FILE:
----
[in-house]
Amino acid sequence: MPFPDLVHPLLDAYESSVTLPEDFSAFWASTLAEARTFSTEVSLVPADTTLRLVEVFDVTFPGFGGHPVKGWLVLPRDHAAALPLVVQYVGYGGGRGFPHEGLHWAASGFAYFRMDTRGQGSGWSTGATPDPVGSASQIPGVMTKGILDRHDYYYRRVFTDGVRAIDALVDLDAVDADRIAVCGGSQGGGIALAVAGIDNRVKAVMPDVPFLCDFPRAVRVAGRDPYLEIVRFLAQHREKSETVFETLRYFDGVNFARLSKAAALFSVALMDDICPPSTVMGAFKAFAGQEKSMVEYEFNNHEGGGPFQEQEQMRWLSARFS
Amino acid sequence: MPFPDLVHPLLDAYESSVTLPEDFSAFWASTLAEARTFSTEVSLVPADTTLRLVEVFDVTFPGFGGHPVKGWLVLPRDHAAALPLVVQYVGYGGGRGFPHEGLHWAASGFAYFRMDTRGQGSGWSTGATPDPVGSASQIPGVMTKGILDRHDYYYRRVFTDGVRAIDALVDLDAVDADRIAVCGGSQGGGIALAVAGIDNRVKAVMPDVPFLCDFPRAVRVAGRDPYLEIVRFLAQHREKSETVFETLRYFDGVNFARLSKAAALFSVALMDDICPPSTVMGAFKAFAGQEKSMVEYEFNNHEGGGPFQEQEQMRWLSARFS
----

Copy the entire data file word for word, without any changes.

[in-house]
Amino acid sequence: MPFPDLVHPLLDAYESSVTLPEDFSAFWASTLAEARTFSTEVSLVPADTTLRLVEVFDVTFPGFGGHPVKGWLVLPRDHAAALPLVVQYVGYGGGRGFPHEGLHWAASGFAYFRMDTRGQGSGWSTGATPDPVGSASQIPGVMTKGILDRHDYYYRRVFTDGVRAIDALVDLDAVDADRIAVCGGSQGGGIALAVAGIDNRVKAVMPDVPFLCDFPRAVRVAGRDPYLEIVRFLAQHREKSETVFETLRYFDGVNFARLSKAAALFSVALMDDICPPSTVMGAFKAFAGQEKSMVEYEFNNHEGGGPFQEQEQMRWLSARFS
Amino acid sequence: MPFPDLVHPLLDAYESSVTLPEDFSAFWASTLAEARTFSTEVSLVPADTTLRLVEVFDVTFPGFGGHPVKGWLVLPRDHAAALPLVVQYVGYGGGRGFPHEGLHWAASGFAYFRMDTRGQGSGWSTGATPDPVGSASQIPGVMTKGILDRHDYYYRRVFTDGVRAIDALVDLDAVDADRIAVCGGSQGGGIALAVAGIDNRVKAVMPDVPFLCDFPRAVRVAGRDPYLEIVRFLAQHREKSETVFETLRYFDGVNFARLSKAAALFSVALMDDICPPSTVMGAFKAFAGQEKSMVEYEFNNHEGGGPFQEQEQMRWLSARFS